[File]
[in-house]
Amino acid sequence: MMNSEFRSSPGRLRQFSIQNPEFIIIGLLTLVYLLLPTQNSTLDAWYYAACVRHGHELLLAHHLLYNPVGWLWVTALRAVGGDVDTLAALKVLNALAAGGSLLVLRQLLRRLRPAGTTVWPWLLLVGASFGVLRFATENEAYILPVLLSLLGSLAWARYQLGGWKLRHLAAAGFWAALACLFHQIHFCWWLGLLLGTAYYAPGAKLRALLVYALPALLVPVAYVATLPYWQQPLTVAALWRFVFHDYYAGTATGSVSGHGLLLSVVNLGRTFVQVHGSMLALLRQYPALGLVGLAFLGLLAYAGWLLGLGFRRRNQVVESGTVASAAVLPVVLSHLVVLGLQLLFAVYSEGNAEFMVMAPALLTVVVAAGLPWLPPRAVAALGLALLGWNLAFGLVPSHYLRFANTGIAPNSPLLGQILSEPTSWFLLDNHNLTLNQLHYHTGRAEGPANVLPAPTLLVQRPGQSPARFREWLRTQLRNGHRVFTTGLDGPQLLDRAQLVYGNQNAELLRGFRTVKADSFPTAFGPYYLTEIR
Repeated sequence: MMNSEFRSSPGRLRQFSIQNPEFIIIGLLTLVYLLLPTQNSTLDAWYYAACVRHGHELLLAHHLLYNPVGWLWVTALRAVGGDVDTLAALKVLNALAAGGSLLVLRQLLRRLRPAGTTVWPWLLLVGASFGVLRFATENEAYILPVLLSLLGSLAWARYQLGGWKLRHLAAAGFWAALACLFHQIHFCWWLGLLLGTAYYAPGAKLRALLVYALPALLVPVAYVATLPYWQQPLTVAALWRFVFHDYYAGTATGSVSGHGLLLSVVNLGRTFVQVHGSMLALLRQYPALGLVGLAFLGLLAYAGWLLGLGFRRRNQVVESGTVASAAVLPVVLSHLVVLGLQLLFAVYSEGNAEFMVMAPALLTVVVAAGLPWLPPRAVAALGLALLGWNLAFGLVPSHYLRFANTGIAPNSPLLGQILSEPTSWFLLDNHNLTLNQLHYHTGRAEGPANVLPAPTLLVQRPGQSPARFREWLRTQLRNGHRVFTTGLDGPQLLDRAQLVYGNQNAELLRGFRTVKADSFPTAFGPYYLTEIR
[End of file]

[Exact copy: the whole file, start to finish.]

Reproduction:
[in-house]
Amino acid sequence: MMNSEFRSSPGRLRQFSIQNPEFIIIGLLTLVYLLLPTQNSTLDAWYYAACVRHGHELLLAHHLLYNPVGWLWVTALRAVGGDVDTLAALKVLNALAAGGSLLVLRQLLRRLRPAGTTVWPWLLLVGASFGVLRFATENEAYILPVLLSLLGSLAWARYQLGGWKLRHLAAAGFWAALACLFHQIHFCWWLGLLLGTAYYAPGAKLRALLVYALPALLVPVAYVATLPYWQQPLTVAALWRFVFHDYYAGTATGSVSGHGLLLSVVNLGRTFVQVHGSMLALLRQYPALGLVGLAFLGLLAYAGWLLGLGFRRRNQVVESGTVASAAVLPVVLSHLVVLGLQLLFAVYSEGNAEFMVMAPALLTVVVAAGLPWLPPRAVAALGLALLGWNLAFGLVPSHYLRFANTGIAPNSPLLGQILSEPTSWFLLDNHNLTLNQLHYHTGRAEGPANVLPAPTLLVQRPGQSPARFREWLRTQLRNGHRVFTTGLDGPQLLDRAQLVYGNQNAELLRGFRTVKADSFPTAFGPYYLTEIR
Repeated sequence: MMNSEFRSSPGRLRQFSIQNPEFIIIGLLTLVYLLLPTQNSTLDAWYYAACVRHGHELLLAHHLLYNPVGWLWVTALRAVGGDVDTLAALKVLNALAAGGSLLVLRQLLRRLRPAGTTVWPWLLLVGASFGVLRFATENEAYILPVLLSLLGSLAWARYQLGGWKLRHLAAAGFWAALACLFHQIHFCWWLGLLLGTAYYAPGAKLRALLVYALPALLVPVAYVATLPYWQQPLTVAALWRFVFHDYYAGTATGSVSGHGLLLSVVNLGRTFVQVHGSMLALLRQYPALGLVGLAFLGLLAYAGWLLGLGFRRRNQVVESGTVASAAVLPVVLSHLVVLGLQLLFAVYSEGNAEFMVMAPALLTVVVAAGLPWLPPRAVAALGLALLGWNLAFGLVPSHYLRFANTGIAPNSPLLGQILSEPTSWFLLDNHNLTLNQLHYHTGRAEGPANVLPAPTLLVQRPGQSPARFREWLRTQLRNGHRVFTTGLDGPQLLDRAQLVYGNQNAELLRGFRTVKADSFPTAFGPYYLTEIR